The FDIC seeks to develop criteria that are straightforward and that would allow the FDIC to determine whether an institution has adopted a compensation system that either meets a defined standard or does not. The FDIC does not seek to impose a ceiling on the level of compensation that institutions may pay their employees. Rather, the criteria should focus on whether an employee compensation system is likely to be successful in aligning employee performance with the long-term interests of the firm and its stakeholders, including the FDIC. Any adjustment to the risk-based assessment system should complement supervisory initiatives to ensure that institutions have compensation policies that do not encourage excessive risk-taking and that are consistent with the safety and soundness of the organization.

Potential Features.

Compensation programs that meet the FDIC's goals may include the following features:

  1. A significant portion of compensation for employees whose business activities can present greater risk to the institution and who also receive a portion of their compensation according to formulas based on meeting performance goals should be comprised of restricted, non-discounted company stock. Restricted, non-discounted company stock would be stock that becomes available to the employee at intervals over a period of years. Additionally, the stock would initially be awarded at the closing price in effect on the day of the award. Such employees would include the institution's senior management, among others.
  2. Significant awards of company stock should only become vested over a multi-year period and should be subject to a look-back mechanism (e.g., clawback) designed to account for the outcome of risks assumed in earlier periods.
  3. The compensation program should be administered by a committee of the Board composed of independent directors with input from independent compensation professionals.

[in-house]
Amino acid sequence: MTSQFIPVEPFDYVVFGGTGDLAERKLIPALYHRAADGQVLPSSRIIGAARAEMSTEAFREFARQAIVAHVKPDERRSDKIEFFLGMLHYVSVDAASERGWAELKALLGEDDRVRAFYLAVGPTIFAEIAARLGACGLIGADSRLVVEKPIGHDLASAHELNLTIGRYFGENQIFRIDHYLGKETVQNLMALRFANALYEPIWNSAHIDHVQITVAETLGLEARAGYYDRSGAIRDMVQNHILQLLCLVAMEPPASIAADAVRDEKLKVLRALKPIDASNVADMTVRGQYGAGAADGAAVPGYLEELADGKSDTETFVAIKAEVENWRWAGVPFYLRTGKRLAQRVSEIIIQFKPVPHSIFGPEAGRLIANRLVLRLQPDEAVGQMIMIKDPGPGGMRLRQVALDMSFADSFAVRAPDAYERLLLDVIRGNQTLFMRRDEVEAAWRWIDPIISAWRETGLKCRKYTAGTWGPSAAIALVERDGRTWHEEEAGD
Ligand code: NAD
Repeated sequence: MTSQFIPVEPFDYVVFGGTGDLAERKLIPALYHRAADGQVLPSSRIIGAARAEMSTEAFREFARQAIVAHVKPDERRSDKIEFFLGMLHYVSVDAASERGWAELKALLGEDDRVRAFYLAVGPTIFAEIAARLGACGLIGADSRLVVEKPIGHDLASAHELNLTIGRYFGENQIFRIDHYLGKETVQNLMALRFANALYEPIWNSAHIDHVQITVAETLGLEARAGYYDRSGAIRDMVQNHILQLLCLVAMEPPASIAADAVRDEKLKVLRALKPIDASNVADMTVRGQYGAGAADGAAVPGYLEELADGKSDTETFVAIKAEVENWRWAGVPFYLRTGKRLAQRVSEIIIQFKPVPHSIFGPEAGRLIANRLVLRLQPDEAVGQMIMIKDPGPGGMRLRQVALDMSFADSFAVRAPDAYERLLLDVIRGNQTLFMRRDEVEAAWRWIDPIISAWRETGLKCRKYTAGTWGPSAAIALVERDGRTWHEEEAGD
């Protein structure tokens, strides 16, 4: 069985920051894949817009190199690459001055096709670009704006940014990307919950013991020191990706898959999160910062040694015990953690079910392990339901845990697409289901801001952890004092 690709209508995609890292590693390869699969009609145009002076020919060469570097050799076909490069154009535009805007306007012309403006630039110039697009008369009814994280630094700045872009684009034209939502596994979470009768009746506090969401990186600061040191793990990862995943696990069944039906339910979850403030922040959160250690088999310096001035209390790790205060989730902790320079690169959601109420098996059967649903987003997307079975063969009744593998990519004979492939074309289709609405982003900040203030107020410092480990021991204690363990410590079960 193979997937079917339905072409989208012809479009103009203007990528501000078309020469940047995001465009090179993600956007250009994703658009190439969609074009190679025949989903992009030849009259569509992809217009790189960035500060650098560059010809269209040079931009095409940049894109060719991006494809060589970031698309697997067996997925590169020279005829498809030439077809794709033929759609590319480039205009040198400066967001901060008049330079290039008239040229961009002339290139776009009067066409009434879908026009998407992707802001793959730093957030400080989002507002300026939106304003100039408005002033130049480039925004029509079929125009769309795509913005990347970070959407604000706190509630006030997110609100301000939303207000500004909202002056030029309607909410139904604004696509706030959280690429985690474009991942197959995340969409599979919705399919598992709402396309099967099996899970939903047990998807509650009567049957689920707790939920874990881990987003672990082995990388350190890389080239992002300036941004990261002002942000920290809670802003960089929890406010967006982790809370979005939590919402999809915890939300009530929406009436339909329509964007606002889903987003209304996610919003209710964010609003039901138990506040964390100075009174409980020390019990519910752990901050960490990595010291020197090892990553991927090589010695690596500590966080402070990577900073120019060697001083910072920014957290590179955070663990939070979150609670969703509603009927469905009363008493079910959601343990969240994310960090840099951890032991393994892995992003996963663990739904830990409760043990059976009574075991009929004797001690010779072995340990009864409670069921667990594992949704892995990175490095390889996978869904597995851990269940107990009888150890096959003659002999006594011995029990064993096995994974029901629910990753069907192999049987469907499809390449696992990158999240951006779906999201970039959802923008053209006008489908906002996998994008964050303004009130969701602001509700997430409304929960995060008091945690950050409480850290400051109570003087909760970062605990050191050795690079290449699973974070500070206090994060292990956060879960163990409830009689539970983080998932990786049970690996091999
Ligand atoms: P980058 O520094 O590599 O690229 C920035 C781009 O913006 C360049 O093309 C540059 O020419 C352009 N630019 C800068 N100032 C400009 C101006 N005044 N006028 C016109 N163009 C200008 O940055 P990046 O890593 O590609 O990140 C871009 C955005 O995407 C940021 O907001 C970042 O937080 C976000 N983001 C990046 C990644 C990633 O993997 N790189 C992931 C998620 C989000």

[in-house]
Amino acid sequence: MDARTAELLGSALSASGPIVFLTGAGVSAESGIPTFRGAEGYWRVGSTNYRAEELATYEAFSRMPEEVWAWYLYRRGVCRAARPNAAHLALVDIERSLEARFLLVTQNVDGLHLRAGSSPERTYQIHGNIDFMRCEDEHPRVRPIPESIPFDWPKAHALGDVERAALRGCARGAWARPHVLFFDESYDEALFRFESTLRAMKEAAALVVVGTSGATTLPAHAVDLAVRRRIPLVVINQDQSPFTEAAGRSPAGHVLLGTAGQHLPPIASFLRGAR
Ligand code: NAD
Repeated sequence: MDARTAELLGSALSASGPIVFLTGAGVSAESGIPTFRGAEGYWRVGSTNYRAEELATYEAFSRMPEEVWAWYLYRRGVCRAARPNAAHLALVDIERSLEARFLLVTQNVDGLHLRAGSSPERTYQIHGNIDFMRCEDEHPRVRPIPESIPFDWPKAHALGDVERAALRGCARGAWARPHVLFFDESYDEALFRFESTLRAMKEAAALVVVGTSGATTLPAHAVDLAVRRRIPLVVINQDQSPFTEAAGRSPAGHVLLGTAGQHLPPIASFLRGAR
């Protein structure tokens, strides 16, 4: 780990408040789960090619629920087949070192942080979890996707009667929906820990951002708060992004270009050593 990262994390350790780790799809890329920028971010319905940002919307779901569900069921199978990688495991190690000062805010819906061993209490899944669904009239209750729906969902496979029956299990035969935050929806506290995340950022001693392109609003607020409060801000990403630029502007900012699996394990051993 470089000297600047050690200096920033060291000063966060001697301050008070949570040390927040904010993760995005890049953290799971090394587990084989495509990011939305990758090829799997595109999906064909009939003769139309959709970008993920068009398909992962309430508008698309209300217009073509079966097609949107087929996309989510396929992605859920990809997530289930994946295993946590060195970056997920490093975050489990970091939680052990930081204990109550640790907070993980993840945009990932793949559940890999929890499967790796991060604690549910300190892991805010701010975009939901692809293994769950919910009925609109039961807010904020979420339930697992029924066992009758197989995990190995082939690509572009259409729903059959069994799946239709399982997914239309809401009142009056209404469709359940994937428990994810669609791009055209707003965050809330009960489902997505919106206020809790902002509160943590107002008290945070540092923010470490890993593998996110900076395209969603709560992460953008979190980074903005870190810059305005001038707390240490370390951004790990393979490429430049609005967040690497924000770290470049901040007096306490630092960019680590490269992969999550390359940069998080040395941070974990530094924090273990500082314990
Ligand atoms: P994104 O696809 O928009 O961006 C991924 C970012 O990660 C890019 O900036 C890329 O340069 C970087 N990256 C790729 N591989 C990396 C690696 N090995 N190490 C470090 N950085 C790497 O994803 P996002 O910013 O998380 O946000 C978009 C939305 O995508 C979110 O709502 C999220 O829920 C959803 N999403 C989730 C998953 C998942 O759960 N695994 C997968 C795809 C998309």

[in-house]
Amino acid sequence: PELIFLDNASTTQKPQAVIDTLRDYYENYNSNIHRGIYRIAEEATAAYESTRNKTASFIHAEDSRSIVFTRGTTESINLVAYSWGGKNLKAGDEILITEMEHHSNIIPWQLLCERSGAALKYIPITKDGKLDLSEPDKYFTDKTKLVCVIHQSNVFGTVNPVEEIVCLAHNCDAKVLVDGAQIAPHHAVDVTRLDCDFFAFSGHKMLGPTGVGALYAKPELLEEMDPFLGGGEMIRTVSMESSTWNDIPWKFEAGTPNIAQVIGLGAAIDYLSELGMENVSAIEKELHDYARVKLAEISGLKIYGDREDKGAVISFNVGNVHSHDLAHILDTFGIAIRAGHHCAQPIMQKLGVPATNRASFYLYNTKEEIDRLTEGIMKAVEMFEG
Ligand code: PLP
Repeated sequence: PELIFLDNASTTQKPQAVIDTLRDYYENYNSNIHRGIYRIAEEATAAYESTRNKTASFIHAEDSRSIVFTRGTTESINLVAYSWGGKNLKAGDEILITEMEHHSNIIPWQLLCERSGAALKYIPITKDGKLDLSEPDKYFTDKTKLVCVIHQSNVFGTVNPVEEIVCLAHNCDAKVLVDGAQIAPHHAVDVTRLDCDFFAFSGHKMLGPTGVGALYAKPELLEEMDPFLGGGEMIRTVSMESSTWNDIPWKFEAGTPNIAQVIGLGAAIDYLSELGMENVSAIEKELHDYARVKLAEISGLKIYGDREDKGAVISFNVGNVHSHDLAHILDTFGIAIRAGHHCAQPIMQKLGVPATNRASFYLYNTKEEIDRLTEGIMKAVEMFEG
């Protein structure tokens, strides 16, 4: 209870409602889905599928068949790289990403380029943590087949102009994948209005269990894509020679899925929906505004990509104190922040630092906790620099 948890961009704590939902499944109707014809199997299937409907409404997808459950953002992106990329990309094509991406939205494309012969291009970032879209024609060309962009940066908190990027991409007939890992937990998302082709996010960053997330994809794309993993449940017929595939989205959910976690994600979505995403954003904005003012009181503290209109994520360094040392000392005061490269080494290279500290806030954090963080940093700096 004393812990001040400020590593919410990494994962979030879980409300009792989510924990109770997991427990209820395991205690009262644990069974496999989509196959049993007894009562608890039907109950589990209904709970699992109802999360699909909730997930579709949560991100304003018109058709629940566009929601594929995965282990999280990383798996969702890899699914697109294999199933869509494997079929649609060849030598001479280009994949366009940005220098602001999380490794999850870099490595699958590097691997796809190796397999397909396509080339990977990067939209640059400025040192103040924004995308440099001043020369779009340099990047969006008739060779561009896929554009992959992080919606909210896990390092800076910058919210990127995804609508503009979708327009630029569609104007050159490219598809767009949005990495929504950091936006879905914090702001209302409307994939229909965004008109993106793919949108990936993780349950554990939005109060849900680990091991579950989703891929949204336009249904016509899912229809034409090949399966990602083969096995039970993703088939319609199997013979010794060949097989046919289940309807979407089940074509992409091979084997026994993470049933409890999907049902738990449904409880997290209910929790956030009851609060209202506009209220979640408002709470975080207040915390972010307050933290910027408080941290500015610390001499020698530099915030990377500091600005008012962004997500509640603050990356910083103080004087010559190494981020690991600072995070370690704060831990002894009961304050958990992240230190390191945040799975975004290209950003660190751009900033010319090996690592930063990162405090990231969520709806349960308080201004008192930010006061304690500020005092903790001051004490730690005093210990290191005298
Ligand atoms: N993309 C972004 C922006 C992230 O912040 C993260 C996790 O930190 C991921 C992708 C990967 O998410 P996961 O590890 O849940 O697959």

Under the approach contemplated above, the FDIC could conclude that firms that are able to attest that their compensation programs include the identified features present a decreased risk to the DIF and, therefore, would face a lower risk-based assessment rate than those firms that could not make such attestation. Alternatively, the FDIC could conclude that firms that cannot attest that their compensation programs include these features present an increased risk to the DIF and, therefore, would face a higher risk-based assessment rate than those firms that do make such attestation.

Comments Requested.

The FDIC requests comment on all aspects of the proposal to incorporate employee compensation criteria into the FDIC's risk-based assessment system, including comments on the FDIC's stated goals and the features of compensation programs that meet such goals. In particular, the FDIC invites comment on the following:

  1. Should an adjustment be made to the risk-based assessment rate an institution would otherwise be charged if the institution could/could not attest (subject to verification) that it had a compensation system that included the following elements?
    1. A significant portion of compensation for employees whose business activities can present significant risk to the institution and who also receive a portion of their compensation according to formulas based on meeting performance goals would be comprised of restricted, non-discounted company stock. The employees affected would include the institution's senior management, among others. Restricted, non-discounted company stock would be stock that becomes available to the employee at intervals over a period of years. Additionally, the stock would initially be awarded at the closing price in effect on the day of the award.
    2. Significant awards of company stock would only become vested over a multi-year period and would be subject to a look-back mechanism (e.g., clawback) designed to account for the outcome of risks assumed in earlier periods.